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High blood pressure is a serious condition! The American Heart Association reports that data from the National Health and Nutrition Examination Survey 1999-2004 shows the estimated prevalence of high blood pressure in adults age 20 and older in the United States is now at 72 million people. High blood pressure (hypertension) is not just an American problem but also a global problem.

For many there are no symptoms of high blood pressure. That is why it is called The Silent Killer. The only way to know if you have high blood pressure is to have it checked or check it yourself with an accurate blood pressure monitor -- not just one time, but regularly and at home. Most people only know what their blood pressure is when they visit their health care team. That may not be an accurate reading. Blood pressure varies. For many, blood pressure is higher and more dangerous in the morning (see morningbp.com). Some people have white coat hypertension. This is when a person’s blood pressure is higher in the doctor’s office or any time a health care professional takes their blood pressure, than it actually is any other time. They may be misdiagnosed and treated for high blood pressure and not actually have high blood pressure. And some have masked hypertension. This is when a person’s blood pressure is normal when in the presence of a health care professional, but high at other times. In this case the high blood pressure can be missed, not diagnosed or treated.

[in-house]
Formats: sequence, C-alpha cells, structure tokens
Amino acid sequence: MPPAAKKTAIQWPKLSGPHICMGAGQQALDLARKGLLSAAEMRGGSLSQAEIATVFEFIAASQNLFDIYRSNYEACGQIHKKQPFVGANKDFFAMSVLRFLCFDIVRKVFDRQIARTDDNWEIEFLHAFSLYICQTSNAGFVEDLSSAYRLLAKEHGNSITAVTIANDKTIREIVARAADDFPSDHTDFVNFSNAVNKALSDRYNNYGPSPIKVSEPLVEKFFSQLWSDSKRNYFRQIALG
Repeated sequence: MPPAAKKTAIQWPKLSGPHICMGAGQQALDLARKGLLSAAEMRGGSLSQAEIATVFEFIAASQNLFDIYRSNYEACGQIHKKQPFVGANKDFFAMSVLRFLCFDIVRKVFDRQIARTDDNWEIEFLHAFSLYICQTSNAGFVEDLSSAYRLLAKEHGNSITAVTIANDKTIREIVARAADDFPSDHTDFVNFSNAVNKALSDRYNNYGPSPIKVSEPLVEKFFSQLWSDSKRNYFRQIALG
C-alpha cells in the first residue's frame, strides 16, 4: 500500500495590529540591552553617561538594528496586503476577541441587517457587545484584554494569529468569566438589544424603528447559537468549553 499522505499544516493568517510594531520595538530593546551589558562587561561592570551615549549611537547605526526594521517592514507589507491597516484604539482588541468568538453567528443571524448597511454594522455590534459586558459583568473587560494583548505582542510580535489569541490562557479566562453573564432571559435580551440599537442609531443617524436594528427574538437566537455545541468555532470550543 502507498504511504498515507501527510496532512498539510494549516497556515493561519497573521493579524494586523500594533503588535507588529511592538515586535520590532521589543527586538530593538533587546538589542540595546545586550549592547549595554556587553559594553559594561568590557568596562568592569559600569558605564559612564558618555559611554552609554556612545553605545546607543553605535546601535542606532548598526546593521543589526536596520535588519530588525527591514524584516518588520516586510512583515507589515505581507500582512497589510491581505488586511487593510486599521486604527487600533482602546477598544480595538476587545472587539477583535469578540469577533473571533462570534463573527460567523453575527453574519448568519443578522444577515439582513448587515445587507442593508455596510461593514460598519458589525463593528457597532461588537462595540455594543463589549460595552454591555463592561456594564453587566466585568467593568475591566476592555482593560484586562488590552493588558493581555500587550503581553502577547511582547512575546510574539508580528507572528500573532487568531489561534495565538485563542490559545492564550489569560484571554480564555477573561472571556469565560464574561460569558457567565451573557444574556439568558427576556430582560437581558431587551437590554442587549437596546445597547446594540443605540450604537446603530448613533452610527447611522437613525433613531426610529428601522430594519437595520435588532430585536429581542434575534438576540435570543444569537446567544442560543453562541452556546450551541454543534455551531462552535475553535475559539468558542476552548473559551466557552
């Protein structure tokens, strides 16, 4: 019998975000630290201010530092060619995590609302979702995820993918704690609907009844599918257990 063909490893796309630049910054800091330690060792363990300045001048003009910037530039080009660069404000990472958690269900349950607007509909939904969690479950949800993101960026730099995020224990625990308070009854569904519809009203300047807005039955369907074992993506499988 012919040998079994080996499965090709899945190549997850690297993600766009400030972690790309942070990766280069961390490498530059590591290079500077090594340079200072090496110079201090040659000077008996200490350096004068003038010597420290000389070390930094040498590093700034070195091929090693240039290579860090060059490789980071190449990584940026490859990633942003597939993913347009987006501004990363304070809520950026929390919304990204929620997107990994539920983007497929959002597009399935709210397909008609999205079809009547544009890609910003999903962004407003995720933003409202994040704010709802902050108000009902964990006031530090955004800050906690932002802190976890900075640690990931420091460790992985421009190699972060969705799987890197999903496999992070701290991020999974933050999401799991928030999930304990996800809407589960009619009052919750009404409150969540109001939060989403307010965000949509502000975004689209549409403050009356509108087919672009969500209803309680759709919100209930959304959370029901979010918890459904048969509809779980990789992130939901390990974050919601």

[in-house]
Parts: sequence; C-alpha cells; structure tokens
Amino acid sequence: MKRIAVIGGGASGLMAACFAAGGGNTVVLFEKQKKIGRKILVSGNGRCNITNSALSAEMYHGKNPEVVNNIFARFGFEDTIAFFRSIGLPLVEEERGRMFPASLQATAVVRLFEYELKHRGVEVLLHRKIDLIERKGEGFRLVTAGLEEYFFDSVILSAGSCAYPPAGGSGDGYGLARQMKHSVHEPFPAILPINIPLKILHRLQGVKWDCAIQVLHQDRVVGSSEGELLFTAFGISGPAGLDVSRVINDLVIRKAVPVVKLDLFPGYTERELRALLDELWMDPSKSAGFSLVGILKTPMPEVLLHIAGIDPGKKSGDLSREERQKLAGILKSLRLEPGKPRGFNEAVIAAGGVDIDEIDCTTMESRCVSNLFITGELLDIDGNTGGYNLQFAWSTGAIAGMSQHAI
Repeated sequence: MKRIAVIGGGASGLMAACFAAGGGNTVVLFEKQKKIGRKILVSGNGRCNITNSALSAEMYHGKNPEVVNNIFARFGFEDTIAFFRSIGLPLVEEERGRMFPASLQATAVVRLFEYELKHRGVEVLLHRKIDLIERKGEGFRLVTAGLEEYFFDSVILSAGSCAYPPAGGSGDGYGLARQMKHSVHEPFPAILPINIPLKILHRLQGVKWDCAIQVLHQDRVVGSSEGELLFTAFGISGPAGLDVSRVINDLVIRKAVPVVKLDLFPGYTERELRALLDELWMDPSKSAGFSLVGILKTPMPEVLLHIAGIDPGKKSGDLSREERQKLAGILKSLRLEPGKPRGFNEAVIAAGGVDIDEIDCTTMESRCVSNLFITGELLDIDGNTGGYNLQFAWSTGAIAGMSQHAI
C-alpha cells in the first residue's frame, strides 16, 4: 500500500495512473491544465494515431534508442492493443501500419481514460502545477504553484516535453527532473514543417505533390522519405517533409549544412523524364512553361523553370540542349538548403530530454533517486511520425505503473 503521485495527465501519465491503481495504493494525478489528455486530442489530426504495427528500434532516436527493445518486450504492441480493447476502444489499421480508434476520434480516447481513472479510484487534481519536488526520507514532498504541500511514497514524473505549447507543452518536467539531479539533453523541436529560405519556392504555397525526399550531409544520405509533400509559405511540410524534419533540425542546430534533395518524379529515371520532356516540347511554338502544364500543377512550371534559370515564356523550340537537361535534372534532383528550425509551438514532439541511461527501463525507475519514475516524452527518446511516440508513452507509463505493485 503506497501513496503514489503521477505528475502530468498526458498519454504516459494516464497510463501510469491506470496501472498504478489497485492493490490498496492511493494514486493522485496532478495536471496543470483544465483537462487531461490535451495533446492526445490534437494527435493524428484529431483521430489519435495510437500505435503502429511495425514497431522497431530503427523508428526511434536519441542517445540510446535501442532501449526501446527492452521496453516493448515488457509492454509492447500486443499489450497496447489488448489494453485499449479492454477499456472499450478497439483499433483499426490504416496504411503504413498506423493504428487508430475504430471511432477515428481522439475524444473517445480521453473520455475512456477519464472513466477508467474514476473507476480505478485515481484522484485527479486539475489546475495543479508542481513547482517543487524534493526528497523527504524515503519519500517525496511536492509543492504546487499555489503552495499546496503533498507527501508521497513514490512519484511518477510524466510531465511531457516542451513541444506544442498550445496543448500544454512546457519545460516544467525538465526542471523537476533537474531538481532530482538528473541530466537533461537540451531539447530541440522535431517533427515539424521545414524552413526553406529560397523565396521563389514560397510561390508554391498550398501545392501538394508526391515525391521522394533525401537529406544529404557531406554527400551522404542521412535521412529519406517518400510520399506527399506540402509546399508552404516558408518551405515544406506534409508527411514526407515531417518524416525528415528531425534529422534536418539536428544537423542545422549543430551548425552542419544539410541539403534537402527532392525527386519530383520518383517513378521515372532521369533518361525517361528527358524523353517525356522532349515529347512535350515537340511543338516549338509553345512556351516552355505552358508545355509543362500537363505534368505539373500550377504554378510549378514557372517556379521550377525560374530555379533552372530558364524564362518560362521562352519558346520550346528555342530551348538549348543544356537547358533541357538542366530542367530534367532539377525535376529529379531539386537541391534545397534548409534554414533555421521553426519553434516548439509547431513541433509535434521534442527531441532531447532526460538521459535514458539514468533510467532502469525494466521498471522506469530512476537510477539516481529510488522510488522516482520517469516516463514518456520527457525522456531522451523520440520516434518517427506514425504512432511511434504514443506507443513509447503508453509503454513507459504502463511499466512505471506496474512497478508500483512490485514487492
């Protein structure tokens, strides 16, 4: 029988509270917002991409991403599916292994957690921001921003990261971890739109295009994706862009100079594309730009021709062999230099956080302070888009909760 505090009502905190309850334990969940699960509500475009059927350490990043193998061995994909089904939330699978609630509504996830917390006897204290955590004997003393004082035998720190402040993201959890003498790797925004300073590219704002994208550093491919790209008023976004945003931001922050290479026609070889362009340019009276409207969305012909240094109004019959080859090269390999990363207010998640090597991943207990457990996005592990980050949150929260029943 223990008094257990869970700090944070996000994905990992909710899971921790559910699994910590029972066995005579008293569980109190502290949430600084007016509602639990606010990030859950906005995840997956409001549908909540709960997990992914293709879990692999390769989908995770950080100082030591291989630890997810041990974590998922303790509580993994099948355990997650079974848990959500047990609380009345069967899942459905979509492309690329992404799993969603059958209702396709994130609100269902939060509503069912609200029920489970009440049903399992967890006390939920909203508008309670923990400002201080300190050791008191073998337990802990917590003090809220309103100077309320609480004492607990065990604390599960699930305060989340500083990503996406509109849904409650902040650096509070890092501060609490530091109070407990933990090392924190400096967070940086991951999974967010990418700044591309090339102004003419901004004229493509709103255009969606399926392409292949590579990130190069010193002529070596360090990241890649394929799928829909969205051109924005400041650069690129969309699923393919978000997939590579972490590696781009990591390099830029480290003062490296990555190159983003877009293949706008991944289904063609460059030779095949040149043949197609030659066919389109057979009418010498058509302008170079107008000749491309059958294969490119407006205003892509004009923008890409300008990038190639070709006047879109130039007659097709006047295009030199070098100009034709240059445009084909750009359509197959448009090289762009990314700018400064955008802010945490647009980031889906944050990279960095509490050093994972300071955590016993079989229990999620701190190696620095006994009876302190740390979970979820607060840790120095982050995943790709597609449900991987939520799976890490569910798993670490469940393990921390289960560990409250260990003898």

I am passionate about this field because my paternal grandmother died at 47 years old from high blood pressure. My maternal grandmother had a stroke from high blood pressure and type 2 diabetes. I watched her suffer, unable to walk or talk for 10 years. I believe in both cases that had they known and been treated adequately, these complications could have been prevented. I don’t want to see complications of high blood pressure happen to another person.

I also understand that low blood pressure can also be a problem. “Today, we don’t have a number for a low, because we know the lower the better. That is if one can tolerate it.” I was a home health nurse for almost 16 years. I learned that for some people who got weak and dizzy and fell, these problems could have been prevented by checking and knowing their blood pressure. “With this information peoples’ medications can be better adjusted and improve the quality and quantity of their life.”

One of my greatest honors was being asked to be the Official Spokesperson for Omron Healthcare, Inc., the world leader in blood pressure monitoring. This gives me a platform to communicate with both health care professionals and the general public about the importance of blood pressure, how to prevent high blood pressure, monitor it, and manage it.

 

 


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